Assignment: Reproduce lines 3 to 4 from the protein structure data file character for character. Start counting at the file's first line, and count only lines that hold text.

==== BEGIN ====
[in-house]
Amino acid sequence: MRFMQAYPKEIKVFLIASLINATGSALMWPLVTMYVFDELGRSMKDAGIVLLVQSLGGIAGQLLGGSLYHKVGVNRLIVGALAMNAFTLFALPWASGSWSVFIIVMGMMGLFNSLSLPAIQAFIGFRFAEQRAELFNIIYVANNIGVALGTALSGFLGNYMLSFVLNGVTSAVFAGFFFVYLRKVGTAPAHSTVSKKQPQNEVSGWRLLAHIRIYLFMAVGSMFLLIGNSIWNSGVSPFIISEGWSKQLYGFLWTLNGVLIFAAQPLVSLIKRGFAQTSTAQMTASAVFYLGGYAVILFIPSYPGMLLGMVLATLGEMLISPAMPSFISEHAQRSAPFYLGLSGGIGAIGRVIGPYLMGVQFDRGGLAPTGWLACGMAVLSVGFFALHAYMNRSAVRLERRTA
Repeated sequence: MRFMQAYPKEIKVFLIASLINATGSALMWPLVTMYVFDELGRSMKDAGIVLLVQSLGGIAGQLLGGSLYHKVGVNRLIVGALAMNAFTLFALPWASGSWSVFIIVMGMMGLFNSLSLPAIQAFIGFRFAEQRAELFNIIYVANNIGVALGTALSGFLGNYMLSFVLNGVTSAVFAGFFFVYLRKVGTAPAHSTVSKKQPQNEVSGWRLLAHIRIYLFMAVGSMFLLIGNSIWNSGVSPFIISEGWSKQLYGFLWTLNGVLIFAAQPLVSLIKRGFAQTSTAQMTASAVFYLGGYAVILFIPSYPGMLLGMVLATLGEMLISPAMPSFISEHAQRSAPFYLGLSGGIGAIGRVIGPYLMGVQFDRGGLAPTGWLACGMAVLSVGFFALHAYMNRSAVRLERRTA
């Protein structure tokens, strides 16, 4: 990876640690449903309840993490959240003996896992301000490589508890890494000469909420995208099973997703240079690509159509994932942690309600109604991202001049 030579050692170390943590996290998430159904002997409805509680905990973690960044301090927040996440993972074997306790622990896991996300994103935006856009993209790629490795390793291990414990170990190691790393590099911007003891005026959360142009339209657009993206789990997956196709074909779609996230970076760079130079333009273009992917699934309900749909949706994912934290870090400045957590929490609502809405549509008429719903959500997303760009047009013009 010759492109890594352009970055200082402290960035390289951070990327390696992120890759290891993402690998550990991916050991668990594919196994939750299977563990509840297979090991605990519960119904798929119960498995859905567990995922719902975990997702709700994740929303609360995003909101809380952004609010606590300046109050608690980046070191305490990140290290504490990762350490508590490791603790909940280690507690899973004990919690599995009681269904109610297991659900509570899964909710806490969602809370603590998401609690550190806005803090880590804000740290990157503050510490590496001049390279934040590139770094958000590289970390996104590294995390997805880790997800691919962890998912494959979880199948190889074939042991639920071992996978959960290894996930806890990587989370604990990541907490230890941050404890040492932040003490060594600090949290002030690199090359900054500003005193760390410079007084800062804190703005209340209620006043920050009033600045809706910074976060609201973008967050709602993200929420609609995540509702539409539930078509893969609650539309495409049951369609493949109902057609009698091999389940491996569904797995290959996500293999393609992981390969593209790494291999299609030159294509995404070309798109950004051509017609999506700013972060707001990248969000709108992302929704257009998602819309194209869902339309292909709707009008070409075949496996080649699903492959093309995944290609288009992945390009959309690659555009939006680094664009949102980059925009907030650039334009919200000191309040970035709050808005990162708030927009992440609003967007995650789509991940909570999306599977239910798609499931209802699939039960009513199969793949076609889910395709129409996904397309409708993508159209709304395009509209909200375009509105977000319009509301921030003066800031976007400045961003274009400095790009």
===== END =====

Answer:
Repeated sequence: MRFMQAYPKEIKVFLIASLINATGSALMWPLVTMYVFDELGRSMKDAGIVLLVQSLGGIAGQLLGGSLYHKVGVNRLIVGALAMNAFTLFALPWASGSWSVFIIVMGMMGLFNSLSLPAIQAFIGFRFAEQRAELFNIIYVANNIGVALGTALSGFLGNYMLSFVLNGVTSAVFAGFFFVYLRKVGTAPAHSTVSKKQPQNEVSGWRLLAHIRIYLFMAVGSMFLLIGNSIWNSGVSPFIISEGWSKQLYGFLWTLNGVLIFAAQPLVSLIKRGFAQTSTAQMTASAVFYLGGYAVILFIPSYPGMLLGMVLATLGEMLISPAMPSFISEHAQRSAPFYLGLSGGIGAIGRVIGPYLMGVQFDRGGLAPTGWLACGMAVLSVGFFALHAYMNRSAVRLERRTA
């Protein structure tokens, strides 16, 4: 990876640690449903309840993490959240003996896992301000490589508890890494000469909420995208099973997703240079690509159509994932942690309600109604991202001049 030579050692170390943590996290998430159904002997409805509680905990973690960044301090927040996440993972074997306790622990896991996300994103935006856009993209790629490795390793291990414990170990190691790393590099911007003891005026959360142009339209657009993206789990997956196709074909779609996230970076760079130079333009273009992917699934309900749909949706994912934290870090400045957590929490609502809405549509008429719903959500997303760009047009013009 010759492109890594352009970055200082402290960035390289951070990327390696992120890759290891993402690998550990991916050991668990594919196994939750299977563990509840297979090991605990519960119904798929119960498995859905567990995922719902975990997702709700994740929303609360995003909101809380952004609010606590300046109050608690980046070191305490990140290290504490990762350490508590490791603790909940280690507690899973004990919690599995009681269904109610297991659900509570899964909710806490969602809370603590998401609690550190806005803090880590804000740290990157503050510490590496001049390279934040590139770094958000590289970390996104590294995390997805880790997800691919962890998912494959979880199948190889074939042991639920071992996978959960290894996930806890990587989370604990990541907490230890941050404890040492932040003490060594600090949290002030690199090359900054500003005193760390410079007084800062804190703005209340209620006043920050009033600045809706910074976060609201973008967050709602993200929420609609995540509702539409539930078509893969609650539309495409049951369609493949109902057609009698091999389940491996569904797995290959996500293999393609992981390969593209790494291999299609030159294509995404070309798109950004051509017609999506700013972060707001990248969000709108992302929704257009998602819309194209869902339309292909709707009008070409075949496996080649699903492959093309995944290609288009992945390009959309690659555009939006680094664009949102980059925009907030650039334009919200000191309040970035709050808005990162708030927009992440609003967007995650789509991940909570999306599977239910798609499931209802699939039960009513199969793949076609889910395709129409996904397309409708993508159209709304395009509209909200375009509105977000319009509301921030003066800031976007400045961003274009400095790009």